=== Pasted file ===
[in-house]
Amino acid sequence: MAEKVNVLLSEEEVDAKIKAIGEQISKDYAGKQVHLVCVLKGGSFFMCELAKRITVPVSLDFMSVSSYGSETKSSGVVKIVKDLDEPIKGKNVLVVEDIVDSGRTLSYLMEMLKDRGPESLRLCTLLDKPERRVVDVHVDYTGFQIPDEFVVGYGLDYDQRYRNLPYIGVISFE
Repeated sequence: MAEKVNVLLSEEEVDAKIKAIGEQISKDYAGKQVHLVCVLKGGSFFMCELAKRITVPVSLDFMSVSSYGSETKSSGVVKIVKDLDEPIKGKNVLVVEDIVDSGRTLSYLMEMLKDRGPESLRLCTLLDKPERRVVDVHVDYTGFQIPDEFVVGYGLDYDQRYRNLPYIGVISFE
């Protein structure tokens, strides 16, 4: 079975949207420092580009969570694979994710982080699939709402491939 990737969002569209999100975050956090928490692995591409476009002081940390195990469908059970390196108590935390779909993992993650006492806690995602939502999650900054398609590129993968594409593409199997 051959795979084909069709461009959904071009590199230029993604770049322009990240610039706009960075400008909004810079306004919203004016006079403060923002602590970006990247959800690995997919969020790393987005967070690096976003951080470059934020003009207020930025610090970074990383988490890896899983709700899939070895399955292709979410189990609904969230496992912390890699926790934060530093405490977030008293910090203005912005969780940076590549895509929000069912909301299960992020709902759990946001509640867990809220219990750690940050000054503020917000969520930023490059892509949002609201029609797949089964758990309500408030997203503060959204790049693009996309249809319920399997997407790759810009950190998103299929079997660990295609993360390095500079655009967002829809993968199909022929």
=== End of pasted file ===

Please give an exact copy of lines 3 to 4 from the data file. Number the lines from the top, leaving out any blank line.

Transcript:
Repeated sequence: MAEKVNVLLSEEEVDAKIKAIGEQISKDYAGKQVHLVCVLKGGSFFMCELAKRITVPVSLDFMSVSSYGSETKSSGVVKIVKDLDEPIKGKNVLVVEDIVDSGRTLSYLMEMLKDRGPESLRLCTLLDKPERRVVDVHVDYTGFQIPDEFVVGYGLDYDQRYRNLPYIGVISFE
């Protein structure tokens, strides 16, 4: 079975949207420092580009969570694979994710982080699939709402491939 990737969002569209999100975050956090928490692995591409476009002081940390195990469908059970390196108590935390779909993992993650006492806690995602939502999650900054398609590129993968594409593409199997 051959795979084909069709461009959904071009590199230029993604770049322009990240610039706009960075400008909004810079306004919203004016006079403060923002602590970006990247959800690995997919969020790393987005967070690096976003951080470059934020003009207020930025610090970074990383988490890896899983709700899939070895399955292709979410189990609904969230496992912390890699926790934060530093405490977030008293910090203005912005969780940076590549895509929000069912909301299960992020709902759990946001509640867990809220219990750690940050000054503020917000969520930023490059892509949002609201029609797949089964758990309500408030997203503060959204790049693009996309249809319920399997997407790759810009950190998103299929079997660990295609993360390095500079655009967002829809993968199909022929």